“One thing that BIM doesn’t do well is a curve,” says Joshua Orth of Norris Design.
Building information modeling is a powerful tool that helps architects design buildings to code and predict a building’s performance in terms of energy efficiency, but landscape architecture is more forgiving than building.
“When we work on a site level, precision is close enough,” Orth said. For example, when deciding where to place a tree on a new site, landscape architects have some freedom regarding where they can actually dig the hole. There may be some restrictions due to easements or other site features, Orth said, “but for the most part we deal in approximations on the site level.”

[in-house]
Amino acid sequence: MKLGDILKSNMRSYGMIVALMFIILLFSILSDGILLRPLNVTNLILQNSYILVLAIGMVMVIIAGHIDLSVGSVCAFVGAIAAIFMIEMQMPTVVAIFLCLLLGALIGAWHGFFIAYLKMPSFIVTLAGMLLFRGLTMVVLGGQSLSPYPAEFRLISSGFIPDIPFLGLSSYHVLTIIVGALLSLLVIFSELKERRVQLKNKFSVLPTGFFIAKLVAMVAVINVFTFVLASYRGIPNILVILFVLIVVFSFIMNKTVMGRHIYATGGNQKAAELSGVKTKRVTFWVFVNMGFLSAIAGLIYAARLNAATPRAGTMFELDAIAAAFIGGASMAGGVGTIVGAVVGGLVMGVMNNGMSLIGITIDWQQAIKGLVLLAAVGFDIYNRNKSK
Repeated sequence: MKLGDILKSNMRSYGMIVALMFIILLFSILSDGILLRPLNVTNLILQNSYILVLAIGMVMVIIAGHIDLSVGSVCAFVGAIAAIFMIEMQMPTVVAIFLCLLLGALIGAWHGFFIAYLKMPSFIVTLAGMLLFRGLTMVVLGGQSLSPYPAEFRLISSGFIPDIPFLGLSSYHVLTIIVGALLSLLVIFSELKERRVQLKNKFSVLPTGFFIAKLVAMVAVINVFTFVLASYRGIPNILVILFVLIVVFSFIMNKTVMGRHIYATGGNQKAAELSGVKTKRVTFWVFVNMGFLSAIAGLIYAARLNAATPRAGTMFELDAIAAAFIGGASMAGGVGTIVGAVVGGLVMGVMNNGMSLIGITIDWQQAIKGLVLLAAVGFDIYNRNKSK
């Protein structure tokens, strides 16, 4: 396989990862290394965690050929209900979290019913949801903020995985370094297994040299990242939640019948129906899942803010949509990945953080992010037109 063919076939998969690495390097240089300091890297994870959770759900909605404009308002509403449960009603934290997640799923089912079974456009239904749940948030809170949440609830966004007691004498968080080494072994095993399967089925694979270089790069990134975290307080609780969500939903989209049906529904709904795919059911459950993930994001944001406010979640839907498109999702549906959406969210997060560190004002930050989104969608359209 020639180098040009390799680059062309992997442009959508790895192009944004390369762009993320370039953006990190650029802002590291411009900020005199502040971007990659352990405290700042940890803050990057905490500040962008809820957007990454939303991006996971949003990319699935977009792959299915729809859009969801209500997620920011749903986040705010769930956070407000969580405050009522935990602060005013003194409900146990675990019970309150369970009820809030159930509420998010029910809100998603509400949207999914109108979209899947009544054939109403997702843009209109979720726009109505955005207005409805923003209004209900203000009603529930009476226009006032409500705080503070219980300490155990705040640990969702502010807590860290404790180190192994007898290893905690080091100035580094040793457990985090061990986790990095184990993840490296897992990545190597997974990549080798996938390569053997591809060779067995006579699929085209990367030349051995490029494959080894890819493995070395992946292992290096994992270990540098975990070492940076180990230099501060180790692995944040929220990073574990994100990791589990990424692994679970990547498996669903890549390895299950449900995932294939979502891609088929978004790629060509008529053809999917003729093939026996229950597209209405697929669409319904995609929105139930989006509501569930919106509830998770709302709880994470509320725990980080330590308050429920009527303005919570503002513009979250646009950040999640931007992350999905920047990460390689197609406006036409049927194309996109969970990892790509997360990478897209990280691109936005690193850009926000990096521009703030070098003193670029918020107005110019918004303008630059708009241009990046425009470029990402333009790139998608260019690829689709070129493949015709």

BIM was developed as a way to help architects meet the exacting requirements of various building codes and standards, so landscape architects who want to make BIM work for them have had to train themselves to think differently, Orth explained.
“Our industry is pretty notorious for getting a concept in place … and then kicking it out to the contractor to finish out the details,” he said. “That doesn’t work very well when you start going into BIM because you have to have that level of precision.”